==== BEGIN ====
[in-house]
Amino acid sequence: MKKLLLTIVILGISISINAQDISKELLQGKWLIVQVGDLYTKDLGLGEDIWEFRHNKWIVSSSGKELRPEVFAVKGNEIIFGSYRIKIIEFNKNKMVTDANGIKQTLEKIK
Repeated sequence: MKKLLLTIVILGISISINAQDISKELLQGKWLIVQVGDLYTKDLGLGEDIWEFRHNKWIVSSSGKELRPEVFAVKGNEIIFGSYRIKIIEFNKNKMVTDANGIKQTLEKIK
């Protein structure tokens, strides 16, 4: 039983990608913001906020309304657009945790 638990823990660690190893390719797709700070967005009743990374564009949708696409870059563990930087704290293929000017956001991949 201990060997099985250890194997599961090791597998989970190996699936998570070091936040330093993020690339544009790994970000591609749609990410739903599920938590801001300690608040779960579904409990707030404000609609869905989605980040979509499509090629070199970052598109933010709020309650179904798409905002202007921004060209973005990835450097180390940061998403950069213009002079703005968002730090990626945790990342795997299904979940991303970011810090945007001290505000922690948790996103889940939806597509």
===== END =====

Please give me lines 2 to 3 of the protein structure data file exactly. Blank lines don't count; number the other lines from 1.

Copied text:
Amino acid sequence: MKKLLLTIVILGISISINAQDISKELLQGKWLIVQVGDLYTKDLGLGEDIWEFRHNKWIVSSSGKELRPEVFAVKGNEIIFGSYRIKIIEFNKNKMVTDANGIKQTLEKIK
Repeated sequence: MKKLLLTIVILGISISINAQDISKELLQGKWLIVQVGDLYTKDLGLGEDIWEFRHNKWIVSSSGKELRPEVFAVKGNEIIFGSYRIKIIEFNKNKMVTDANGIKQTLEKIK